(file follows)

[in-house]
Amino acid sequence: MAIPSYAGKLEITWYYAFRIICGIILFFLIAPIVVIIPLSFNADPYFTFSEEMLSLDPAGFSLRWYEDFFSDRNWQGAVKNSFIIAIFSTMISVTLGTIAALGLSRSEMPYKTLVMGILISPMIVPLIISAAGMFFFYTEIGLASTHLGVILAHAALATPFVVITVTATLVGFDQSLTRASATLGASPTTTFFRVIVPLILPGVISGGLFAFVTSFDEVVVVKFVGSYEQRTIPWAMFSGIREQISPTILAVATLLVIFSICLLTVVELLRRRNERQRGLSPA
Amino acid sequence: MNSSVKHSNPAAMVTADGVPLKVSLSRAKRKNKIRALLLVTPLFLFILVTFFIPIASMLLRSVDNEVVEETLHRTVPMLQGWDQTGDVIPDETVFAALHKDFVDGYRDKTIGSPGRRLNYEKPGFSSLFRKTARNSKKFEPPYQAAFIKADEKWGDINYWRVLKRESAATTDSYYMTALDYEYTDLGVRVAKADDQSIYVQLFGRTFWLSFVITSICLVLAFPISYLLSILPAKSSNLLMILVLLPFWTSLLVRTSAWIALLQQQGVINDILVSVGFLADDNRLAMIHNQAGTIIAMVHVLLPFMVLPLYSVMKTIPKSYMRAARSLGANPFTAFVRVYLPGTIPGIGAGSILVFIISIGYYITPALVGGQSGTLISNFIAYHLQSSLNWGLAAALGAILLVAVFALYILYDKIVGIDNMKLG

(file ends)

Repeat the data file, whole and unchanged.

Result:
[in-house]
Amino acid sequence: MAIPSYAGKLEITWYYAFRIICGIILFFLIAPIVVIIPLSFNADPYFTFSEEMLSLDPAGFSLRWYEDFFSDRNWQGAVKNSFIIAIFSTMISVTLGTIAALGLSRSEMPYKTLVMGILISPMIVPLIISAAGMFFFYTEIGLASTHLGVILAHAALATPFVVITVTATLVGFDQSLTRASATLGASPTTTFFRVIVPLILPGVISGGLFAFVTSFDEVVVVKFVGSYEQRTIPWAMFSGIREQISPTILAVATLLVIFSICLLTVVELLRRRNERQRGLSPA
Amino acid sequence: MNSSVKHSNPAAMVTADGVPLKVSLSRAKRKNKIRALLLVTPLFLFILVTFFIPIASMLLRSVDNEVVEETLHRTVPMLQGWDQTGDVIPDETVFAALHKDFVDGYRDKTIGSPGRRLNYEKPGFSSLFRKTARNSKKFEPPYQAAFIKADEKWGDINYWRVLKRESAATTDSYYMTALDYEYTDLGVRVAKADDQSIYVQLFGRTFWLSFVITSICLVLAFPISYLLSILPAKSSNLLMILVLLPFWTSLLVRTSAWIALLQQQGVINDILVSVGFLADDNRLAMIHNQAGTIIAMVHVLLPFMVLPLYSVMKTIPKSYMRAARSLGANPFTAFVRVYLPGTIPGIGAGSILVFIISIGYYITPALVGGQSGTLISNFIAYHLQSSLNWGLAAALGAILLVAVFALYILYDKIVGIDNMKLG